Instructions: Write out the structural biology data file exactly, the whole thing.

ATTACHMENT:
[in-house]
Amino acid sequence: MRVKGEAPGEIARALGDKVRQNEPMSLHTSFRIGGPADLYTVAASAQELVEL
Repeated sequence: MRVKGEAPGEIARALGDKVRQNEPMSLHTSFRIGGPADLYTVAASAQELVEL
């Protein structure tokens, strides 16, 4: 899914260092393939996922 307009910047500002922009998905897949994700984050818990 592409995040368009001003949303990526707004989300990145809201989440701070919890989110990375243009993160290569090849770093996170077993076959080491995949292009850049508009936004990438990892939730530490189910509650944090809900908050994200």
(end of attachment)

[in-house]
Amino acid sequence: MRVKGEAPGEIARALGDKVRQNEPMSLHTSFRIGGPADLYTVAASAQELVEL
Repeated sequence: MRVKGEAPGEIARALGDKVRQNEPMSLHTSFRIGGPADLYTVAASAQELVEL
């Protein structure tokens, strides 16, 4: 899914260092393939996922 307009910047500002922009998905897949994700984050818990 592409995040368009001003949303990526707004989300990145809201989440701070919890989110990375243009993160290569090849770093996170077993076959080491995949292009850049508009936004990438990892939730530490189910509650944090809900908050994200």